The impressive G Building, in the Flemish Renaissance style, was built in 1899 during the reign of Leopold II. It was given a ‘gentle’ renovation to preserve its exceptional character. On either side of the monumental entrance door are the headteacher’s offices and the art rooms.

Particular attention has been paid to heat insulation (roofs, façades, windows, floors and basements) in all the buildings, and there is sufficient natural light to reduce electricity consumption to a minimum. The buildings have external views over peaceful and well-managed landscapes.

Access and security: access to the school for everyone (school buses, parents, staff, cyclists and pedestrians) is from the Drève Sainte-Anne and is monitored by security staff. Most pupils take the school buses which drop them in the bus courtyard inside the school walls.

There is a 163-space underground car park for school staff, but a large ‘kiss and ride’ area has been provided for parents to drop their children at school. There is also a bicycle shelter.

The nearest Metro station is Bockstael (Line 6).

New doorways have been created in the old surrounding walls, and are opened only on specific occasions (e.g. for removals etc. )

All the outside areas are very well lit.

** Focus on Mamer-Bertrange  

The Mamer-Bertrange European school is built on a 12 ha site which was once crossed by a Roman road. It occupies the west side of a hill straddling the municipalities of Mamer and Bertrange and is surrounded with greenery.

The school has six buildings: one each for the nursery, primary and secondary schools, a sports complex, an administrative building (which also contains the school hall and canteen) and finally the Early Childhood Centre (crèche, after-school and study centre), managed by the Luxembourg Infrastructure and Logistics Office (OIL).

The school and the Early Childhood Centre share some common facilities, including a central courtyard, a sports hall and a restaurant.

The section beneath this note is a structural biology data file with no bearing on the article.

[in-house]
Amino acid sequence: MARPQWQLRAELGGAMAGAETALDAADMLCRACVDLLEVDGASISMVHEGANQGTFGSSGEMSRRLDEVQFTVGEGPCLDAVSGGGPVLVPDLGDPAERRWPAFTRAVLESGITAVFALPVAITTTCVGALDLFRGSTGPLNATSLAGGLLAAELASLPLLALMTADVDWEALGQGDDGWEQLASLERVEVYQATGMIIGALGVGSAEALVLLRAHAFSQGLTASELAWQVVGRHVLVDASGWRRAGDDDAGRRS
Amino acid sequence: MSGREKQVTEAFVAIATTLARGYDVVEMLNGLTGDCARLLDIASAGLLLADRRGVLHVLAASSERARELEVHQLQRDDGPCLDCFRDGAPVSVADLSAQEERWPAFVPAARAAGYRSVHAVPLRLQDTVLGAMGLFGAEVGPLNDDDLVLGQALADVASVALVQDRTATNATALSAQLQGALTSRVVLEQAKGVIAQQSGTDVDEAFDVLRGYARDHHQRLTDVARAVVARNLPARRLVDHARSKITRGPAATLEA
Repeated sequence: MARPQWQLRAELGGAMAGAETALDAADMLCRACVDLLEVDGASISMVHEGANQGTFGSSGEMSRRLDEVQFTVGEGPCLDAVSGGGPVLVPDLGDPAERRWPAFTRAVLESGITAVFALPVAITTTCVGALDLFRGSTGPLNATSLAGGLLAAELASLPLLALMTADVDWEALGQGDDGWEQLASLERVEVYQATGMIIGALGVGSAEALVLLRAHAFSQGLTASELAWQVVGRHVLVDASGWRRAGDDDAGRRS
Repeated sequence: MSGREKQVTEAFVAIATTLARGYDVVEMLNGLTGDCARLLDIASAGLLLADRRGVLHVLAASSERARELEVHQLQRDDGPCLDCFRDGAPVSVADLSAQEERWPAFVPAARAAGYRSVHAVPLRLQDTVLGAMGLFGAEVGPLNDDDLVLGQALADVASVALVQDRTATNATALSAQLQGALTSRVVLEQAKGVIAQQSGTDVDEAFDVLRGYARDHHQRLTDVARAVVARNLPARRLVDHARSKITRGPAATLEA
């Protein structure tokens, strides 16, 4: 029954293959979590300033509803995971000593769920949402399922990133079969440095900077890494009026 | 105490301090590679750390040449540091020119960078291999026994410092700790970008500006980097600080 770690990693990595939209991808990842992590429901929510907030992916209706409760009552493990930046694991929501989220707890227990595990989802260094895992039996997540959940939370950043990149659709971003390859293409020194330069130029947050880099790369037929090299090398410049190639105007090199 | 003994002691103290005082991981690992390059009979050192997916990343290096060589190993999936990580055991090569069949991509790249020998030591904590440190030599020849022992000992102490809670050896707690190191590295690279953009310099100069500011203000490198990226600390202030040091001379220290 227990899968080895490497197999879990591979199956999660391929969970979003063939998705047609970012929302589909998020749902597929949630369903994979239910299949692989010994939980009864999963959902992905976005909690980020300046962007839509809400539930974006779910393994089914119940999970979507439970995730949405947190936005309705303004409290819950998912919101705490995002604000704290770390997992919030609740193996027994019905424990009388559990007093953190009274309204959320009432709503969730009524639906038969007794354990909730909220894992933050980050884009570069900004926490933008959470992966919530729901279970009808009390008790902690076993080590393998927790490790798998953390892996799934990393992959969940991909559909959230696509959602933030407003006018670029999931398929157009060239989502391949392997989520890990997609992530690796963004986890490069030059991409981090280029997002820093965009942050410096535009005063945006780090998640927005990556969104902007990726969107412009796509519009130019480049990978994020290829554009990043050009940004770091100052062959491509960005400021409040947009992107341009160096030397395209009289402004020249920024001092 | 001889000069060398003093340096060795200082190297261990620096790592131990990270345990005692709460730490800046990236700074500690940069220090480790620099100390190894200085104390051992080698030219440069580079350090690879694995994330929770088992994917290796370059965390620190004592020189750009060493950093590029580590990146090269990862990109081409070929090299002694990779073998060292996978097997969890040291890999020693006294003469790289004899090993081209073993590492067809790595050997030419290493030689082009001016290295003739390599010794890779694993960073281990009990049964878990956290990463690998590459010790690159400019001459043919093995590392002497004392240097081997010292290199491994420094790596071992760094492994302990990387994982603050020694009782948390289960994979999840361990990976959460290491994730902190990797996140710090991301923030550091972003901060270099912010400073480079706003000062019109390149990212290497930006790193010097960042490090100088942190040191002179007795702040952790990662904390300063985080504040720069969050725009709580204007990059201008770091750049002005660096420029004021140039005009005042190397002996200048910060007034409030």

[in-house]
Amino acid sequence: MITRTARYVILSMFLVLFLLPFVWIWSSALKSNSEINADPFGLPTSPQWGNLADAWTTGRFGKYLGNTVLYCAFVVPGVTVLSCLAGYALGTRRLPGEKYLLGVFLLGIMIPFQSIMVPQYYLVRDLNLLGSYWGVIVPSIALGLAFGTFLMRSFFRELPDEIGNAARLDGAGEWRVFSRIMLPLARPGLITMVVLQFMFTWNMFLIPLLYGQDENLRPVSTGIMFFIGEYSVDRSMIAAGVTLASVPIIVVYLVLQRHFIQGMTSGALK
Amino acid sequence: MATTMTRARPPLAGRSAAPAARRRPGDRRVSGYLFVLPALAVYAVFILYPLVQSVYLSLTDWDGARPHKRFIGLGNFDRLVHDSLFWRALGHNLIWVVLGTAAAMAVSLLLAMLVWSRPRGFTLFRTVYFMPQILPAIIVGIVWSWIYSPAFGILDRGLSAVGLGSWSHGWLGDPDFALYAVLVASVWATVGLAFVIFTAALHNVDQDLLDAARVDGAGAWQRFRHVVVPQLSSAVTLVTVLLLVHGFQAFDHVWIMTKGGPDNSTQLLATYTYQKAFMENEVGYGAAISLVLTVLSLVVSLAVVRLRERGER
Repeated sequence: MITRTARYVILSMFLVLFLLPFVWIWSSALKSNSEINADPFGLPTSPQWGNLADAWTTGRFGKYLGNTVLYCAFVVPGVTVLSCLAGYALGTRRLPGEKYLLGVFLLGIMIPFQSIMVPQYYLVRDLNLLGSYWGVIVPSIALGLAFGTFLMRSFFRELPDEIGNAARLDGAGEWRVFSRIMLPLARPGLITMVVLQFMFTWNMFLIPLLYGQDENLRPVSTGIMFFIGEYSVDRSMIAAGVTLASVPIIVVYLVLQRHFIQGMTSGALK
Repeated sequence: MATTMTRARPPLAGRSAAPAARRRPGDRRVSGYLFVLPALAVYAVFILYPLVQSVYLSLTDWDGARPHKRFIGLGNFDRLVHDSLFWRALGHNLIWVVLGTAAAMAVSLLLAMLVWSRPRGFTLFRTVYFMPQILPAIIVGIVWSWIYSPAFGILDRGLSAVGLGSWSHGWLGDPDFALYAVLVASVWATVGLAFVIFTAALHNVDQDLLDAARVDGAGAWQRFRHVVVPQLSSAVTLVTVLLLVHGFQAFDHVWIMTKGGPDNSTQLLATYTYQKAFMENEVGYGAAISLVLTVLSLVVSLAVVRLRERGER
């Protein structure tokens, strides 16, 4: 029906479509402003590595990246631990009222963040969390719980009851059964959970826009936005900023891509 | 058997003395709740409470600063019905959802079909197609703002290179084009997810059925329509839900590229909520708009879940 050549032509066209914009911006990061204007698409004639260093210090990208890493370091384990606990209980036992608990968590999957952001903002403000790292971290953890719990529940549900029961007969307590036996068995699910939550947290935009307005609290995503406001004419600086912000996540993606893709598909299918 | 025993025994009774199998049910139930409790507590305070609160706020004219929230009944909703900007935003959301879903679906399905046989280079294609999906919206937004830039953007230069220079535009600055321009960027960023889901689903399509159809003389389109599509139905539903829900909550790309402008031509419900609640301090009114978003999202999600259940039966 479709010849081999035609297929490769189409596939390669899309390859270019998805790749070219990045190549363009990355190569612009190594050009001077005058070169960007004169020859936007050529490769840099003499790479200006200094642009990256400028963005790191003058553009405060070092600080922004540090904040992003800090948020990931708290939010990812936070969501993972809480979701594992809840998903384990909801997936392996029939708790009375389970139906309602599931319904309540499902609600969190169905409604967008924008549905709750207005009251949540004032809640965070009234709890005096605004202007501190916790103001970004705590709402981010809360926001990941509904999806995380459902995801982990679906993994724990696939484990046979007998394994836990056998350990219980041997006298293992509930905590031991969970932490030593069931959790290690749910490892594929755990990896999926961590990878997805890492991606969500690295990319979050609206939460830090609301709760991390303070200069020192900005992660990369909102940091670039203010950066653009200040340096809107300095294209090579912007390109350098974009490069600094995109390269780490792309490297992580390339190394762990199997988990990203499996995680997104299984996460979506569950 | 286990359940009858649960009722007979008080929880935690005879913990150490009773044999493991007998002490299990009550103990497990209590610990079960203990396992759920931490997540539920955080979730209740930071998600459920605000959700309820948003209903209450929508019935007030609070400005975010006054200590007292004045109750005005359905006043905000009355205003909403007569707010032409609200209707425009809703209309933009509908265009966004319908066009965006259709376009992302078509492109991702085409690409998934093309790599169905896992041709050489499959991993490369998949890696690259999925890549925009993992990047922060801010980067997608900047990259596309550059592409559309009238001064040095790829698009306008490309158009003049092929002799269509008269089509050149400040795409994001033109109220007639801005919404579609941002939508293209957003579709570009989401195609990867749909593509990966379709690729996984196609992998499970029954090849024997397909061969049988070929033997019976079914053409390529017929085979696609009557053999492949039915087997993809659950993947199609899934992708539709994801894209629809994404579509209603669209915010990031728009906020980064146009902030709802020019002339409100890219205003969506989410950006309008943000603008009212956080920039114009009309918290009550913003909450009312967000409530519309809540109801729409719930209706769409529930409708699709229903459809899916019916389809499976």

The buildings are quite low, with an extra storey further downhill to ensure the best possible view, and follow the downward slope of the site.

They are painted in different colours, grouped around a very large central courtyard, interlinked by ramps and staircases, and to prevent any risk of falling they are edged with hedges and flower beds which also provide shade in the summer.

They are made of very thick solid concrete, are very well insulated and very light thanks to high windows reaching to the ceiling to take advantage of the natural light. Triple glazing protects them from the cold and external adjustable louvred blinds keep out the sun.

Part of the central courtyard is reserved for the emergency services. Fire engines, ambulances, police and other emergency vehicles can easily reach all buildings and there is room everywhere for them to turn.

Access and security: to ensure as smooth a traffic flow around the school as possible – given that access is from the very busy Route d’Arlon – the Luxembourg State has built a bypass under the Tossenberg roundabout and a 150 m bridge above the Route d’Arlon, as well as a new roundabout near the school. The existing cycle paths and footpaths have been retained.

Near the nursery and primary schools two car parks with wide ‘kiss and go’ bays have been provided for dropping off children. A third ‘kiss and go’ area adjoins the bus station near the secondary school. A 180-space car park is reserved for school staff.

The campus is surrounded by a fence with a number of gates and doors. Some of these entrance and exit points have card readers or bells and are monitored by security staff and video cameras.

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Aim of the European Schools

Educated side by side, untroubled from infancy by divisive prejudices, acquainted with all that is great and good in the different cultures, it will be borne in upon them as they mature that they belong together. Without ceasing to look to their own lands with love and pride, they will become in mind Europeans, schooled and ready to complete and consolidate the work of their fathers before them, to bring into being a united and thriving Europe.

Marcel Decombis, Head of European School, Luxembourg between 1953 and 1960